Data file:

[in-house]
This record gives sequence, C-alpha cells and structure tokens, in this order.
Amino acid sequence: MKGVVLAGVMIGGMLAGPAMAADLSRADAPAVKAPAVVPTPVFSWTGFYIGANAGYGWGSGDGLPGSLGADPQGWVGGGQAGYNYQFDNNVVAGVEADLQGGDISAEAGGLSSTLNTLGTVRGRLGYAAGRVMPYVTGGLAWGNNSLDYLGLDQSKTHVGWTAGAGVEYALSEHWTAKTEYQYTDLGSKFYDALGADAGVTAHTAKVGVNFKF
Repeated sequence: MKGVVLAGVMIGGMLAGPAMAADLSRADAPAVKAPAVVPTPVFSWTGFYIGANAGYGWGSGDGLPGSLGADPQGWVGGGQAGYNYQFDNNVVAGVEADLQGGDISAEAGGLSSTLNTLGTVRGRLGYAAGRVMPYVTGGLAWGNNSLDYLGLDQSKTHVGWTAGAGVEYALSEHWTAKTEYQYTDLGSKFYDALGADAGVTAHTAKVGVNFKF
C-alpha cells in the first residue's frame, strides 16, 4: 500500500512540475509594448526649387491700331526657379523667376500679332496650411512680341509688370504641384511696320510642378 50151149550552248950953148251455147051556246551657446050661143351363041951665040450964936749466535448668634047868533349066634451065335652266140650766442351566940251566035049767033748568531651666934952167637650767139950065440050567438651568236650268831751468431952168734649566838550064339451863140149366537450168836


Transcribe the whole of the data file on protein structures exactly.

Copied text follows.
[in-house]
This record gives sequence, C-alpha cells and structure tokens, in this order.
Amino acid sequence: MKGVVLAGVMIGGMLAGPAMAADLSRADAPAVKAPAVVPTPVFSWTGFYIGANAGYGWGSGDGLPGSLGADPQGWVGGGQAGYNYQFDNNVVAGVEADLQGGDISAEAGGLSSTLNTLGTVRGRLGYAAGRVMPYVTGGLAWGNNSLDYLGLDQSKTHVGWTAGAGVEYALSEHWTAKTEYQYTDLGSKFYDALGADAGVTAHTAKVGVNFKF
Repeated sequence: MKGVVLAGVMIGGMLAGPAMAADLSRADAPAVKAPAVVPTPVFSWTGFYIGANAGYGWGSGDGLPGSLGADPQGWVGGGQAGYNYQFDNNVVAGVEADLQGGDISAEAGGLSSTLNTLGTVRGRLGYAAGRVMPYVTGGLAWGNNSLDYLGLDQSKTHVGWTAGAGVEYALSEHWTAKTEYQYTDLGSKFYDALGADAGVTAHTAKVGVNFKF
C-alpha cells in the first residue's frame, strides 16, 4: 500500500512540475509594448526649387491700331526657379523667376500679332496650411512680341509688370504641384511696320510642378 50151149550552248950953148251455147051556246551657446050661143351363041951665040450964936749466535448668634047868533349066634451065335652266140650766442351566940251566035049767033748568531651666934952167637650767139950065440050567438651568236650268831751468431952168734649566838550064339451863140149366537450168836